Which credit report is used most?

The big three credit bureaus aren’t the only consumer reporting agencies. There are dozens of them, most specializing in specific aspects of consumer reporting (e.g., tenant screening, employment screening, utilities, retail). But of them all, the credit reports from TransUnion, Experian, and Equifax are used most. What’s not clear is which of the big three gets used most. Back to Top

Which credit report do lenders use?

Any one of the big three credit reports could be used by lenders. If you want to know which credit report a specific lender will use, you can try asking. Though not exhaustive, you can also use the Credit Pulls Database. Otherwise, assume any one of your three credit reports could be used – from TransUnion, Experian, or Equifax. Back to Top

What credit report is used for mortgages?

Most mortgage lenders use all three of your credit reports. And each bureau uses a different FICO Score version when calculating scores based on these reports:

Plus, what’s on one credit report may not be on the others, further influencing varied FICO scores.

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What credit report is used for car loans?

An auto lender could use any one of the big three credit reports – from TransUnion, Experian, or Equifax – when considering you for financing. All three credit bureaus offer FICO Score 8 when calculating scores based on these reports. But they also offer older FICO versions:

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What credit report do landlords look at?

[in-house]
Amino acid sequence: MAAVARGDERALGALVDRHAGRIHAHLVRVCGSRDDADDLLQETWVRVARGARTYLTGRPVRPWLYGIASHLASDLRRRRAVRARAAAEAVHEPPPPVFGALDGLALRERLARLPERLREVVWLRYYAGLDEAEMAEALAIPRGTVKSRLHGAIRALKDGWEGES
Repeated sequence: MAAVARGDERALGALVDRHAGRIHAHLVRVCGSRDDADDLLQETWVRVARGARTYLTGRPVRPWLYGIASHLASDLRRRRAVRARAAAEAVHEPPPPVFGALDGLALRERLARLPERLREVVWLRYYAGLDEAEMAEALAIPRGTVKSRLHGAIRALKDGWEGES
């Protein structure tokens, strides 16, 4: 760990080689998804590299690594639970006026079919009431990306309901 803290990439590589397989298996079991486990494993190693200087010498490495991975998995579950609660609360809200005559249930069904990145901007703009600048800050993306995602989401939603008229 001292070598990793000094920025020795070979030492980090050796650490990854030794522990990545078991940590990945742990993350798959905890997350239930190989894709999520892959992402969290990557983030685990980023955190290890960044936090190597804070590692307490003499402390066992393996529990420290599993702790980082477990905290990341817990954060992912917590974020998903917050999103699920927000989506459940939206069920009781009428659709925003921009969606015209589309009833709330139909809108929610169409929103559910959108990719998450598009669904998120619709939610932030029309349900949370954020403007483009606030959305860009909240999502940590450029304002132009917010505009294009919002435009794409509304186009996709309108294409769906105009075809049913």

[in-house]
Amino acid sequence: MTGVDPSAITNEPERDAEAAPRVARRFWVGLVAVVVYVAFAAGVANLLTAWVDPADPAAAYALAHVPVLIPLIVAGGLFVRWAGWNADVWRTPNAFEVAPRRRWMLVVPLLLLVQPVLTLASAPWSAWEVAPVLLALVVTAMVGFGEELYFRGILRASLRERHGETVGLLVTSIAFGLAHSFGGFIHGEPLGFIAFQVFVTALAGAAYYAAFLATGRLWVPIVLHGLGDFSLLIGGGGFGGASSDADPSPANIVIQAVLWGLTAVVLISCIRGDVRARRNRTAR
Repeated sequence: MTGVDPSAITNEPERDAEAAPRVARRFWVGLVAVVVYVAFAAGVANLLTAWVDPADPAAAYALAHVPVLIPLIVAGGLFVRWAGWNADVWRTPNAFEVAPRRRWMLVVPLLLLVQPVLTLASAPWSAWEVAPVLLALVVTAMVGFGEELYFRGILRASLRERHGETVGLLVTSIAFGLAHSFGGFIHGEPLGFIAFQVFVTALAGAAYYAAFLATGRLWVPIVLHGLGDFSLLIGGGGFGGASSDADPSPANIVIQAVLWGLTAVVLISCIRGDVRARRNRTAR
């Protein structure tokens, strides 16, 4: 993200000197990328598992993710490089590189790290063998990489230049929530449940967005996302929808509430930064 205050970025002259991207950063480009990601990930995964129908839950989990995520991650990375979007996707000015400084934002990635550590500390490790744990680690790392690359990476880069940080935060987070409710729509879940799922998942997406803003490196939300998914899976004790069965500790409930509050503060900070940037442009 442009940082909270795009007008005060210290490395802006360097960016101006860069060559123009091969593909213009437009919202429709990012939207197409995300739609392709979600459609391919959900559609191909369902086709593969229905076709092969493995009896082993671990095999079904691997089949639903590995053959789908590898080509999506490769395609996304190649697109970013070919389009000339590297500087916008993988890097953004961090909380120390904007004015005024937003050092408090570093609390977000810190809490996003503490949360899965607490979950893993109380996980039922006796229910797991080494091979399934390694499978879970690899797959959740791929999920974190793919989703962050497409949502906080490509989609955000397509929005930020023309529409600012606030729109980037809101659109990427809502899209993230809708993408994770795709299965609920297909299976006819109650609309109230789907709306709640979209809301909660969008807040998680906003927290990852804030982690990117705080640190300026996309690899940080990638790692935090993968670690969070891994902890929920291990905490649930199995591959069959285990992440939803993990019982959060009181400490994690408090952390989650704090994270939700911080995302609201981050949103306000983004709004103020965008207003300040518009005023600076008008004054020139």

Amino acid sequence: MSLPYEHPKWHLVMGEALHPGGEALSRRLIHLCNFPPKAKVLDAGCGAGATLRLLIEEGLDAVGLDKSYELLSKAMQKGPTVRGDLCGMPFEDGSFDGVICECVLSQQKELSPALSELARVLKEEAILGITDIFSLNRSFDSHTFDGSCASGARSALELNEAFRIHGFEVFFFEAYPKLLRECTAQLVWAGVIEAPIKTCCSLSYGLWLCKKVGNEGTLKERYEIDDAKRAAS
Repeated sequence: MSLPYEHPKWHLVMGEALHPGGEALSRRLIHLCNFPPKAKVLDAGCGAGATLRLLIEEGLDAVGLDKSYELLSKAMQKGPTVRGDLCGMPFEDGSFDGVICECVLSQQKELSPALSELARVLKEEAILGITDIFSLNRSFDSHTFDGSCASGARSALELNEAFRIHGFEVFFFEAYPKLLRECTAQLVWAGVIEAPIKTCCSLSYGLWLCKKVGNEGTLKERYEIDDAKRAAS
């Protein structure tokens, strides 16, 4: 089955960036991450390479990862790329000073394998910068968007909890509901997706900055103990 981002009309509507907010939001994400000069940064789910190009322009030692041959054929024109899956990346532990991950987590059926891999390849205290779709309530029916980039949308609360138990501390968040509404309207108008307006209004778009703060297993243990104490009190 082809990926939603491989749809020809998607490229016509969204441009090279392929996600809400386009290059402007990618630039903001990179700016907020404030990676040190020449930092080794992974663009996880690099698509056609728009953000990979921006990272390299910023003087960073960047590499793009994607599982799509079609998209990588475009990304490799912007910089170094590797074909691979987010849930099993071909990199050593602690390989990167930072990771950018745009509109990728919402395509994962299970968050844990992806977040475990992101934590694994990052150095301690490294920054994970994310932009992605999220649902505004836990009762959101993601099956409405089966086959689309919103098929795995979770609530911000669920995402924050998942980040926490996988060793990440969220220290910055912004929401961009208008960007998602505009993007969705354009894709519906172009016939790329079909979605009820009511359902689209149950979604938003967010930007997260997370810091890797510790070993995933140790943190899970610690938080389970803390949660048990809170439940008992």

There are several consumer reporting agencies that provide tenant screening for landlords:

To see these reports, look for contact information in the CFPB’s list of consumer reporting agencies. Back to Top

What credit report does Wells Fargo pull?

If we go by the Credit Pulls Database, it looks like Wells Fargo pulls mostly from Experian and TransUnion, and sometimes Equifax. For more specific results relative to where you live, search the database for Wells Fargo credit pulls in your state. Note, results are not representative of all credit pulls, only consumers who contributed to the database. Back to Top

What credit report does AmEx pull?

If we go by the Credit Pulls Database, it looks like American Express pulls exclusively from Experian. Search the database for American Express credit pulls in your state. Though you can expect Experian to turn up every time, the database includes other helpful details. Note, results aren’t representative of every credit pull, but the experiences of database contributors. Back to Top

What credit report does Discover pull?

If we go by the Credit Pulls Database, it looks like Discover pulls mostly from Experian and Equifax, and sometimes TransUnion. For more specific results relative to where you live, search the database for Discover credit pulls in your state. Note, results are not representative of all credit pulls, only those of consumers who contributed to the database. Back to Top

What credit report does Citi pull?

If we go by the Credit Pulls Database, it looks like Citibank pulls mostly from Experian and Equifax. For more specific results relative to where you live, you can search the database for Citibank credit pulls in your state. Note, results are not representative of every credit pull, but experiences of consumers who have contributed to the database. Back to Top

What credit report does Capital One pull?

Unlike other credit card issuers, Capital One pulls from all three credit bureaus. That’s not to say they could pull from any one of the three, but that they pull all three every time. If you look at the Credit Pulls Database, there’s one bureau listed in the CRA column, but the notes column specifies multiple credit pulls. Back to Top

What credit report does Walmart pull?

If we go by the Credit Pulls Database, it looks like Walmart pulls mostly from TransUnion, but sometimes Experian. For more specific results relative to where you live, search the database for Walmart credit pulls in your state. Note, results are not representative of all credit pulls, only those of consumers who contributed to the database.

Didn’t find the answer to your question here? Ask in our free, friendly forum on credit bureaus, reports, and scores. Back to Top